existing paradigms or develop new methodologies or technologies? 

4. Investigator. Is the investigator appropriately trained and well
suited to carry out this work? Is the work proposed appropriate to the
experience level of the principal investigator and other researchers (if

5. Environment. Does the scientific environment in which the work will
be done contribute to the probability of success? Do the proposed
experiments take advantage of unique features of the scientific
environment or employ useful collaborative arrangements? Is there
evidence of institutional support? 

The initial review group will also examine: the appropriateness of
proposed project budget and duration; the adequacy of plans to include
both genders and minorities and their subgroups as appropriate for the
scientific goals of the research and plans for the recruitment and
retention of subjects; the provisions for the protection of human and
animal subjects; and the safety of the research environment. 


Applications will compete for available funds. The following will be
considered in making funding decisions: quality of the proposed project
as determined by peer review, availability of funds, and program


Inquiries are encouraged, particularly during the planning phase of the
grant applications. The opportunity to clarify any issues or questions
from potential applicants is welcome. 

Direct inquiries regarding programmatic issues to: 

Dr. Susan G. Nayfield Division of Cancer Epidemiology and Genetics
National Cancer Institute 6130 Executive Boulevard, Suite 535, MSC 7395
Bethesda, MD 20892-7395 Telephone: 301-496-9600 FAX: 301-402-4279 Email: 

Direct inquiries regarding fiscal matters to: 

Ms. Kelli Oster Grants Administration Branch National Cancer Institute
Executive Plaza South 6120 Executive Boulevard, Suite 243, MSC 7150
Bethesda, MD 20892-7150 Telephone: 301-496-7800, EXT. 261 FAX:


This program is described in the Catalog of Federal Domestic Assistance
No. 93.393 and No. 93.856. Awards are made under authorization of the
Public Health Service Act, Title IV, Part A (Public Law 78-140, as
amended by Public Law 99.158, 42 USC 241 and 285) and administered under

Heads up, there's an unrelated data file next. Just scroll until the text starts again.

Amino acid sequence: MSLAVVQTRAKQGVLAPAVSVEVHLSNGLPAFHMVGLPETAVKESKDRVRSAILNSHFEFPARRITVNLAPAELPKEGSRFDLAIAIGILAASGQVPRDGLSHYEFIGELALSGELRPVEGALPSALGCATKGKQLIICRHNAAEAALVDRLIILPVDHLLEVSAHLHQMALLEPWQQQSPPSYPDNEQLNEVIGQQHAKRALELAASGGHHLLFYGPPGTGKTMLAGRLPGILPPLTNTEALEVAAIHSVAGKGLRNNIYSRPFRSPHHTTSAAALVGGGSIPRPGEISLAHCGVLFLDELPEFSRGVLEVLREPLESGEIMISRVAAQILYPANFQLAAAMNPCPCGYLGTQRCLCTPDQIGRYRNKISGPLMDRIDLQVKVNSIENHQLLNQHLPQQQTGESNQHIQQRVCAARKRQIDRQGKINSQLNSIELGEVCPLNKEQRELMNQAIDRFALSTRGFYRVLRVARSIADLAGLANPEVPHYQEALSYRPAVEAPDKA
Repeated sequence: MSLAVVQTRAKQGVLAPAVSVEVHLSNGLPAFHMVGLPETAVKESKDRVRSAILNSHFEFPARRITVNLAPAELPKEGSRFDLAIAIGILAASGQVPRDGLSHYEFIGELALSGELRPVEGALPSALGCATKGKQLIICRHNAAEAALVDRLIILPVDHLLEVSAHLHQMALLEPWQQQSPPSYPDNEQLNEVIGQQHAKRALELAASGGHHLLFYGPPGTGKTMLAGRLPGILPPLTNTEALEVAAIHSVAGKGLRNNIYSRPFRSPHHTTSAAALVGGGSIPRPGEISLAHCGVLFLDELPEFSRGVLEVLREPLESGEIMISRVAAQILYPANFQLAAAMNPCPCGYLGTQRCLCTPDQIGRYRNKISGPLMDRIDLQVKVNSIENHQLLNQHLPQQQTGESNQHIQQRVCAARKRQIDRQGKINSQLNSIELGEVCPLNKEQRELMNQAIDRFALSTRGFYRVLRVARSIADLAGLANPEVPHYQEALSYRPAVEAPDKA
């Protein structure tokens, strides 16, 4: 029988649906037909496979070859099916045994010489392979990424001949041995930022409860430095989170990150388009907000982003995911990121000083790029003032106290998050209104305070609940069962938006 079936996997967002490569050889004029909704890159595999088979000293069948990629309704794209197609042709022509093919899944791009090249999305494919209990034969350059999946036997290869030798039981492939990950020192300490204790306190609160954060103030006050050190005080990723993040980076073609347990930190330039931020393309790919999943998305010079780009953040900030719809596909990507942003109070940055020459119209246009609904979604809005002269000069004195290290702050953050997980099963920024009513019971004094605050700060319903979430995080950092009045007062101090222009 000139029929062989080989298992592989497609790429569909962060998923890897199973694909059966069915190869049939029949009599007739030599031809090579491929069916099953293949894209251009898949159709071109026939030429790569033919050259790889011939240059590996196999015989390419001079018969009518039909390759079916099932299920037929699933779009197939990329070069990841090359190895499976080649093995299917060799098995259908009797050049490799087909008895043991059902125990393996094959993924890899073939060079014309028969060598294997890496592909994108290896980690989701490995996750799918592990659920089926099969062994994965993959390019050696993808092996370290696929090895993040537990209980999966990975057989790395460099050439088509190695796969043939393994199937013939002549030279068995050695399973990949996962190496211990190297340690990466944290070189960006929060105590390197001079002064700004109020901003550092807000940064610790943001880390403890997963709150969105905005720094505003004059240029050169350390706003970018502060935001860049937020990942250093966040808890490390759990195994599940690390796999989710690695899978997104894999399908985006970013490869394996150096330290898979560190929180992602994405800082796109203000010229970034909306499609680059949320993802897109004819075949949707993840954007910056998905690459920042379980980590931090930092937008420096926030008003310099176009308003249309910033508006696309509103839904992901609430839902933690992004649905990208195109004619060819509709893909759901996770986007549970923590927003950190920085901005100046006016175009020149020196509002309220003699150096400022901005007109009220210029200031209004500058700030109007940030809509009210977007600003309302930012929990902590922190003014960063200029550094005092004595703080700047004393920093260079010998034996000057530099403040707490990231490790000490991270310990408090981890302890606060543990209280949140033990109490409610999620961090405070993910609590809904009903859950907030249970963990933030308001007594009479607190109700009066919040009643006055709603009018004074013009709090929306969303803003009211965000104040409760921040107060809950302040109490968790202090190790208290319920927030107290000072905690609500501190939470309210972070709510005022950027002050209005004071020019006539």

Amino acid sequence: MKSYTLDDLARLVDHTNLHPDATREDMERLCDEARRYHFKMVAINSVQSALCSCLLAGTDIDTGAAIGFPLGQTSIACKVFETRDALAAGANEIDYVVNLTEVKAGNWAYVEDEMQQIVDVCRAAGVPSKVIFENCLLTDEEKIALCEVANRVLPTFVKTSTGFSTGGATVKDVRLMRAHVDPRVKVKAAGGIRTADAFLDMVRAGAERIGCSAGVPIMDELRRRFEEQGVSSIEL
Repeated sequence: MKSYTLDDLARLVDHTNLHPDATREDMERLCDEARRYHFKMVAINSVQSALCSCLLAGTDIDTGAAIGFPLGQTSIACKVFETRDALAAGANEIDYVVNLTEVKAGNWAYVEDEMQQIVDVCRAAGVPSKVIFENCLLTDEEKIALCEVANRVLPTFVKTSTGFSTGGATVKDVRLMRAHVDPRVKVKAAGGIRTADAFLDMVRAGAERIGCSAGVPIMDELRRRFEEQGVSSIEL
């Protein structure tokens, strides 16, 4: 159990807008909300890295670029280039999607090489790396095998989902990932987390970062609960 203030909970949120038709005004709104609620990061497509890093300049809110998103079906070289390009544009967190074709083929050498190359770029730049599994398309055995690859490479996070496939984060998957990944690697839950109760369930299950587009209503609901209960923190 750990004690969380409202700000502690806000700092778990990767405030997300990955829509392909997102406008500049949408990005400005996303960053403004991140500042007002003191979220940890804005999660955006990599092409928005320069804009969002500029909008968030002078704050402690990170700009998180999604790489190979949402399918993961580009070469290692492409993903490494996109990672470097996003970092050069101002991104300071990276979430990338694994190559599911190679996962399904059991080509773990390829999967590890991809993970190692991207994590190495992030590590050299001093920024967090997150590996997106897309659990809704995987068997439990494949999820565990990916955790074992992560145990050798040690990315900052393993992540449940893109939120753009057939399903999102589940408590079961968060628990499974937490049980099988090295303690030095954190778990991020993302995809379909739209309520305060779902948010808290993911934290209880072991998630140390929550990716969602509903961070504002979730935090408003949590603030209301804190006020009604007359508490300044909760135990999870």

PHS policies and Federal regulations 42 CFR 52 and 45 CFR Part 74 and
Part 92. This program is not subject to the intergovernmental review
requirements of Executive Order 12372 or Health Systems Agency review. 

The Public Health Service (PHS) strongly encourages all grant recipients
to provide a smoke-free workplace and promote the non- use of all
tobacco products. In addition, Public Law 103-227, The Pro-Children Act
of 1994, prohibits smoking in certain facilities (or in some cases, any
portion of a facility) in which regular or routine education, library,
day care, health care or early childhood development services are
provided to children. This is consistent with the PHS mission to protect
and advance the physical and mental health of the American People. 


1. Statement of the American Society of Human Genetics on genetic
testing for breast and ovarian cancer predisposition. Am J Hum Genet
55:i-iv, 1994 

2. National Advisory Council for Human Genome Research. Statement on the
use of DNA testing for presymptomatic identification of cancer risk.
JAMA 271:785, 1994 

3. Presymptomatic Genetic Testing for Heritable Cancer Risk. Press
release of the National Breast Cancer Coalition, Washington, DC,
September 28, 1995 

4. Statement of the American Society of Clinical Oncology: Genetic
testing for cancer susceptibility. J Clin Oncol14:1730-1736, 1996 

5. Fitzgerald MG, MacDonald DJ, Krainer M, et al. Germ- line BRCA1
mutations in Jewish and non-Jewish women with early-onset breast cancer.
N Engl J Med 334:143-9, 1996 

6. Neuhausen S, Gilewski T, Norton L, et al. Recurrent BRCA2 617delIT
mutations in Ashkenazi Jewish women affected by breast cancer. Nature
Genetics 13:126-128, 1996 

7. Easton DF, Bishop DT, Ford D, et al. Genetic linkage analysis in
familial breast and ovarian cancer: Results from 214 families. Am J
Human Genet 52:678-701, 1993. 

8. Easton DF, Ford D, Bishop TD, and the Breast Cancer Linkage
Consortium. Breast and ovarian cancer incidence in BRCA1 mutation
carriers. Am J Human Genetics56:265-271, 1995 

9. Fabian CJ, Exiles C, Kame S, et al. Prevalence of aneuploidy,
overexpressed ER, and overexpressed EGFR in random breast aspirates of
women at high and low risk for breast cancer. Breast Cancer Res Treat
30(3):263-74, 1994 

10. Malins DC, Polissar NL, Nishikida K, et al. The etiology and
prediction of breast cancer. Fourier transform-infrared spectroscopy
reveals progressive alterations in breast DNA leading to a cancel-like
phenotype in a high proportion of normal women. Cancer 75(2):5003-17,

11. Narod SA, Goldgar D, Cannon-Albright L, et al. Risk modifiers in
carriers of BRCA1 mutations. Int J Cancer64(6):39944--8, 1995. 

12. Sun CC, Lenoir G, Lynch H, Nard SA. Lancet 348:408, 1996 

13. Liotta, L (personal communication) 

14. Teixeira MR, Pandis N, Gerdes A-M, et al. Cytogenetic abnormalities
in an in situ ductal carcinoma and five prophylactically removed breasts
from members of a family with hereditary breast cancer. Breast Cancer
Res Treat38:177-182, 1996 

15. Wapnir IL, Rabinowitz B, Greco RS. A reappraisal of prophylactic
mastectomy. Surg Gynecol Obstet 171:171- 184, 1990 

16. Danforth DN Jr. Prophylactic mastectomy to prevent cancer of the
breast in high-risk patients. In: DeVita VT Jr, Hellman S, Rosenberg SA
(eds). Cancer Prevention. JB Lippincott, Philadelphia, 1990 

17. Ovarian cancer: screening, treatment, and follow-up. NIH Consensus
Statement 1994 Apr 5-7; 12(3):11-30 

18. Struewing JP, Watson P, Easton DF, et al. Prophylactic oophorectomy
in inherited breast/ovarian cancer families. Monogr Natl Cancer Inst
17:33-35, 1995 

19. Burke W, Daly M, Garber J, et al. Follow-up recommendations for
individuals with an inherited predisposition to cancer. II. BRCA1 and
BRCA2. JAMA277:997-1003, 1997.